Tuesday, September 23, 2008

Haiti After The Hurricanes: The Politics Of An Unnatural Disaster

7pm Tuesday, September 30
SCPA building, 2149 Mackay Street
(between Sherbrooke and de Maisonneuve)
Métro Guy-Concordia

Why has Haiti been so hard hit by the recent hurricanes Gustav, Hanna and
Ike? What role did ecological degradation play in the crisis? What has
been the impact of Non-Governmental Organizations? Do they have a role to
play in avoiding future crises, or are they part of the problem?

Invited speakers:
• Yves Engler, author and Haiti Action Montreal activist
• A representative of Partners in Health, a health organization doing
hurricane relief work in Haiti (TBC)
• Plus video footage of the devastation in Gonaives

Dr. Paul Farmer, of the renouned organization Partners in Health,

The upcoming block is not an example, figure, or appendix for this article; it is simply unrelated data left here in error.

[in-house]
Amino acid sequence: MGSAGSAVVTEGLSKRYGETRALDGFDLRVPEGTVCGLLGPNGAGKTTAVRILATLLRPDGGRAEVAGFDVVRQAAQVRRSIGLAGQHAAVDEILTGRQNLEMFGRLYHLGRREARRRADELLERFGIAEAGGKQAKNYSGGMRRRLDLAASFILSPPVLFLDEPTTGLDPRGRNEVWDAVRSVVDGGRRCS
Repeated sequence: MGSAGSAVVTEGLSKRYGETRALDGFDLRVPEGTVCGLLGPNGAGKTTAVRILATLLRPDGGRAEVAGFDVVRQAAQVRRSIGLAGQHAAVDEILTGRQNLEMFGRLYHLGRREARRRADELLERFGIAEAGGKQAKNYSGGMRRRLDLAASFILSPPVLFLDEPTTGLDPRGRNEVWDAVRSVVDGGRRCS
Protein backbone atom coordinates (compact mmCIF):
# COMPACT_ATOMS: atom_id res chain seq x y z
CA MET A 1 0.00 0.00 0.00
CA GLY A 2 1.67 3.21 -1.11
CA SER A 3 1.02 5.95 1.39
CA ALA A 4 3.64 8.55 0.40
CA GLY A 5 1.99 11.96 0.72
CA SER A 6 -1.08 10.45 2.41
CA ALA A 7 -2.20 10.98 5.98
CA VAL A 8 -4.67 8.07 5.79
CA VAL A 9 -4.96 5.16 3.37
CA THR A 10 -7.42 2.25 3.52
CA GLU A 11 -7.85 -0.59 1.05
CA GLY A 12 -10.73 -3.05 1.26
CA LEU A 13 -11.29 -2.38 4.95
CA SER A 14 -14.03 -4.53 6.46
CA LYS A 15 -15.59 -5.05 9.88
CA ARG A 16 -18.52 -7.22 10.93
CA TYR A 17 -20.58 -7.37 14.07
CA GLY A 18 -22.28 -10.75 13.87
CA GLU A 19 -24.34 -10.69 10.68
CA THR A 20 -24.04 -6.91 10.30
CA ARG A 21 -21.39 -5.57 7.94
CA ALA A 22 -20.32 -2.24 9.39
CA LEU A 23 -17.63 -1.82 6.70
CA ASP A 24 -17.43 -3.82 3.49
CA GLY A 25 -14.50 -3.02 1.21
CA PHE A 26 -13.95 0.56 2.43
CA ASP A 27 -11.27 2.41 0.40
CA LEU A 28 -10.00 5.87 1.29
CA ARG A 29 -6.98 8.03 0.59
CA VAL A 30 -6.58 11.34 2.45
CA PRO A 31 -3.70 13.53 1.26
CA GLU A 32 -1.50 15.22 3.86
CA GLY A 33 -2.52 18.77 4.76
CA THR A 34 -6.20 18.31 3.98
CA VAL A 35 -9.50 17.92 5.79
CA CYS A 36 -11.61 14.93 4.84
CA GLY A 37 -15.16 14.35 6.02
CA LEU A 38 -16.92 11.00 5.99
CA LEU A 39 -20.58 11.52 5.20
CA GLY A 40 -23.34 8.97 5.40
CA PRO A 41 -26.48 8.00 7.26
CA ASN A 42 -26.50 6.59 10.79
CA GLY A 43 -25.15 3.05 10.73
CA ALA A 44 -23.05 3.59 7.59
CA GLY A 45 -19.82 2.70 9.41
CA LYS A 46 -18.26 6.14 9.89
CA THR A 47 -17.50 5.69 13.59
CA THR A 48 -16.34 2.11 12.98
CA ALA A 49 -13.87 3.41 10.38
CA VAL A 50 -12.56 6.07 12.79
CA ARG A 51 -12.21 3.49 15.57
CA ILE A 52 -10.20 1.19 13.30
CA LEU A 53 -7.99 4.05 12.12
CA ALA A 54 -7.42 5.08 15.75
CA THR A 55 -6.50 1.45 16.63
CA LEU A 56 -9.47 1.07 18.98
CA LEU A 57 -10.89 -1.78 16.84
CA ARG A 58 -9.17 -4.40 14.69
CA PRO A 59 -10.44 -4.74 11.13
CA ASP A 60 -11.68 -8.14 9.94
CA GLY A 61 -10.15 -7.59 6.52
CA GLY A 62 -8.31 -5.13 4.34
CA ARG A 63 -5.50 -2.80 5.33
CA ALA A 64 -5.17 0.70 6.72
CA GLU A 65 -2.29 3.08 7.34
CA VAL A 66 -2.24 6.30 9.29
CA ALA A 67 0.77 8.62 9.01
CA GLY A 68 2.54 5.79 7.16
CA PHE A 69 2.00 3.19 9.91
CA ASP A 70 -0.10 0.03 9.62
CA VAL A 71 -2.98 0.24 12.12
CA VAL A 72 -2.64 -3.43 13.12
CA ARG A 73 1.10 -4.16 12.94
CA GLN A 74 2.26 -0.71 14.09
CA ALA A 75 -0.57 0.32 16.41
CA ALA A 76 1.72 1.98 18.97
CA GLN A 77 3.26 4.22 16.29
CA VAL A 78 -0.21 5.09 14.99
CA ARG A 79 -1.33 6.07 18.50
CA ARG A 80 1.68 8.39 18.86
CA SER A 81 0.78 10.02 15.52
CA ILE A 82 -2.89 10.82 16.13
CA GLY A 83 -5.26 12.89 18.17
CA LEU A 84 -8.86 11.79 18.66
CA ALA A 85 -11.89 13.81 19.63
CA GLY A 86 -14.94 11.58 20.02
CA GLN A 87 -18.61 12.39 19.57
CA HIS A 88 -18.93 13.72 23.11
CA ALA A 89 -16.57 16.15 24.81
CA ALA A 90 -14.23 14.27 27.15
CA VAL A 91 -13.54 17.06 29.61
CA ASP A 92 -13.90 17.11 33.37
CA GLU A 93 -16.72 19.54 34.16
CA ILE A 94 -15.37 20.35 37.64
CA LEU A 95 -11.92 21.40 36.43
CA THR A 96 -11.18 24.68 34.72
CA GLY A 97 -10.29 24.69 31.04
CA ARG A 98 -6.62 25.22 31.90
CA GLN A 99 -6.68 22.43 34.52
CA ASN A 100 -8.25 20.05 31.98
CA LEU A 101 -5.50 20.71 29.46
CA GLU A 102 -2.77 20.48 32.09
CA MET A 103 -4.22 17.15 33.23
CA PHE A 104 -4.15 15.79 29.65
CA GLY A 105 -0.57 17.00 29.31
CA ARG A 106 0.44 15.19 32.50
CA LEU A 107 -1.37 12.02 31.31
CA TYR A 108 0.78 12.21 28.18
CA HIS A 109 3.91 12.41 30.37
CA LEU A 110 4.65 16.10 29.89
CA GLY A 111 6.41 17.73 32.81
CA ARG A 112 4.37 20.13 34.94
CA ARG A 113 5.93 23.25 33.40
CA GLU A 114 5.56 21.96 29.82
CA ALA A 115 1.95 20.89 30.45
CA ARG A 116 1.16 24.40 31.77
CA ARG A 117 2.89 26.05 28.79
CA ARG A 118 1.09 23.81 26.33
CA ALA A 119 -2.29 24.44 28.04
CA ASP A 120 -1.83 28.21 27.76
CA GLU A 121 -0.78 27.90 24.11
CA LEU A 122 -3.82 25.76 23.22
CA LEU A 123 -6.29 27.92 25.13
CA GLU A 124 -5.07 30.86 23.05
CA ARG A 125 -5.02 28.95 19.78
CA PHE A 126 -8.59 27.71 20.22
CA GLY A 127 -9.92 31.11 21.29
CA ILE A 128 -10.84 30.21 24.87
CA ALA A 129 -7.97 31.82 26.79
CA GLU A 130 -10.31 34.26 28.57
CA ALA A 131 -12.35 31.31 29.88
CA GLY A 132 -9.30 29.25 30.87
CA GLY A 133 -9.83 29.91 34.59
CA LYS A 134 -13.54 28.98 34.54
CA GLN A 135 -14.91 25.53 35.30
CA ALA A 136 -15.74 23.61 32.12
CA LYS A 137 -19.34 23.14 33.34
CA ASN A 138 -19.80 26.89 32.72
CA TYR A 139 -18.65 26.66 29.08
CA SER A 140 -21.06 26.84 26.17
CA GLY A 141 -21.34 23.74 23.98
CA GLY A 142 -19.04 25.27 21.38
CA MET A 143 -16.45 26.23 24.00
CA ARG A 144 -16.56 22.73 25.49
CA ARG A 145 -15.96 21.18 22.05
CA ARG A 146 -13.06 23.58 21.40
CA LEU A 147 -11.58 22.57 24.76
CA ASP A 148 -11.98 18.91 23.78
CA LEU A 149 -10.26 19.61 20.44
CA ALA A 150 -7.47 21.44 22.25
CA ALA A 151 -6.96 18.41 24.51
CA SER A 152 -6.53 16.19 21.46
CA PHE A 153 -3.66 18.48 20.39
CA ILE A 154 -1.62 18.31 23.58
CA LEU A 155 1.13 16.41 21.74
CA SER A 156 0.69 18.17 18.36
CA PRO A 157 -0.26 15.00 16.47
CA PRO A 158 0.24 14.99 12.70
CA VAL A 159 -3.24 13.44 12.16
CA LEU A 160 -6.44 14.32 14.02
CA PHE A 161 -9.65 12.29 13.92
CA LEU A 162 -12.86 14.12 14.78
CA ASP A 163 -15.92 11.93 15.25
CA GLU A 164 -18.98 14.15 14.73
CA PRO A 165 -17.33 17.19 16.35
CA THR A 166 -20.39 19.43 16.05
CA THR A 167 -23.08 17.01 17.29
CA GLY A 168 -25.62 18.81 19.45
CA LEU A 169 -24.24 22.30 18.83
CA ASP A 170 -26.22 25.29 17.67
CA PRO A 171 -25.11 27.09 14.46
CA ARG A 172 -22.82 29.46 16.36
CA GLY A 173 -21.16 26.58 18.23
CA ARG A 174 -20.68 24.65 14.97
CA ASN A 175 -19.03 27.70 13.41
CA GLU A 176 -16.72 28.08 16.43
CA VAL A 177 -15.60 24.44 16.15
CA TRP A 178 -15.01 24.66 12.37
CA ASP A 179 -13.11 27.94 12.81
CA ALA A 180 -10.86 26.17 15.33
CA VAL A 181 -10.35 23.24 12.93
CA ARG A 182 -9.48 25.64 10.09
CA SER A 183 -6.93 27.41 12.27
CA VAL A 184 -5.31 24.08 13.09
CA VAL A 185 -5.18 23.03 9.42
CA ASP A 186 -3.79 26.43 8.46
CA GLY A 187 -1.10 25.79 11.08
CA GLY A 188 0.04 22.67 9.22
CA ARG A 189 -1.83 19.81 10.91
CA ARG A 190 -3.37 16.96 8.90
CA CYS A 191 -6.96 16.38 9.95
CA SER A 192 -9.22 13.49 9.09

observed after the hurricanes hit that the devastation is intimately
connected to the political intereference of Canada, the U.S. and France:
“I think we’re seeing the results in terms of a weak and hollowed-out
public sector. Between [the Canada-backed coup d'État of] 2004 and now,
we’re seeing the results of that. There are plenty of Haitians of good
will who are helping their neighbors and citizens of their country, but
without an infrastructure and without a stable government, it’s very
difficult to build up this capacity. And so, in my view and the view of
many Haitians, letting democracy flourish in Haiti is really part of the
recipe for avoiding future disasters. We have to stop destabilizing
democracy, and any other country that’s doing that also needs to stop.”

The “hollowing out” of the Haitian state has been a direct consequence of
neoliberal economic policies that Canada continues to impose on Haiti
through violence and occupation. Since 2005, Haiti Action Montreal has
fought for the respect of Haiti’s democracy and sovereignty, in
solidarity with Haiti’s popular movements.

For more information:

E-mail: haitiactionmontreal@gmail.com
Call: 514.618.2253

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